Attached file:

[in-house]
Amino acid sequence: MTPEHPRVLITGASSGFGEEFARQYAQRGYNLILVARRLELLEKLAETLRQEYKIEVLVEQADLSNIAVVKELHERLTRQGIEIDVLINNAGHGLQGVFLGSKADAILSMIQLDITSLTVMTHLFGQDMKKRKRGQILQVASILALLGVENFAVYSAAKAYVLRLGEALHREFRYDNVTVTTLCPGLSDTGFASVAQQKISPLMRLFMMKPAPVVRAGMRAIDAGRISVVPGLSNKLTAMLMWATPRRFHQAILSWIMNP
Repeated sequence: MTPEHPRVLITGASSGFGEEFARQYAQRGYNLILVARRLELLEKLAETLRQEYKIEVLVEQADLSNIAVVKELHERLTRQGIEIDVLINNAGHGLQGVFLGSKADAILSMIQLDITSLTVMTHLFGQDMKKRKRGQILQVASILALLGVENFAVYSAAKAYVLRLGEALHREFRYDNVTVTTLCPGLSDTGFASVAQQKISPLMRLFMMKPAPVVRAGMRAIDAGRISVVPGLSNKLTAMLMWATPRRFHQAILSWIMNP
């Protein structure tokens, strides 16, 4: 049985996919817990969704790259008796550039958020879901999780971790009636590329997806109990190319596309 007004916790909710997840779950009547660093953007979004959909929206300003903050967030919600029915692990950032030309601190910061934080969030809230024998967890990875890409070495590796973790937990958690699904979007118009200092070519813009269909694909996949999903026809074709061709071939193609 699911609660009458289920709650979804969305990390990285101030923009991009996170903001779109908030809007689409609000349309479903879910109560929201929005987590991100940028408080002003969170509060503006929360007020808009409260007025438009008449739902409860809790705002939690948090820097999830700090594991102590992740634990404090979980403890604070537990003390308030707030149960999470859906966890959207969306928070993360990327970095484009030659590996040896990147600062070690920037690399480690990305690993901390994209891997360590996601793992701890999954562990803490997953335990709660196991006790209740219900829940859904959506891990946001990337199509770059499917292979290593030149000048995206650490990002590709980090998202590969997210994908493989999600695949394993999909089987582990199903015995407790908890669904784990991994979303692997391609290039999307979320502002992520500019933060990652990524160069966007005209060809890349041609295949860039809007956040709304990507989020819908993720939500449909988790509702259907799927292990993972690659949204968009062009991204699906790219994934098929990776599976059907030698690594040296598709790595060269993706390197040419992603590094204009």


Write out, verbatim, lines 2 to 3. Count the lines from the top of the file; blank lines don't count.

Amino acid sequence: MTPEHPRVLITGASSGFGEEFARQYAQRGYNLILVARRLELLEKLAETLRQEYKIEVLVEQADLSNIAVVKELHERLTRQGIEIDVLINNAGHGLQGVFLGSKADAILSMIQLDITSLTVMTHLFGQDMKKRKRGQILQVASILALLGVENFAVYSAAKAYVLRLGEALHREFRYDNVTVTTLCPGLSDTGFASVAQQKISPLMRLFMMKPAPVVRAGMRAIDAGRISVVPGLSNKLTAMLMWATPRRFHQAILSWIMNP
Repeated sequence: MTPEHPRVLITGASSGFGEEFARQYAQRGYNLILVARRLELLEKLAETLRQEYKIEVLVEQADLSNIAVVKELHERLTRQGIEIDVLINNAGHGLQGVFLGSKADAILSMIQLDITSLTVMTHLFGQDMKKRKRGQILQVASILALLGVENFAVYSAAKAYVLRLGEALHREFRYDNVTVTTLCPGLSDTGFASVAQQKISPLMRLFMMKPAPVVRAGMRAIDAGRISVVPGLSNKLTAMLMWATPRRFHQAILSWIMNP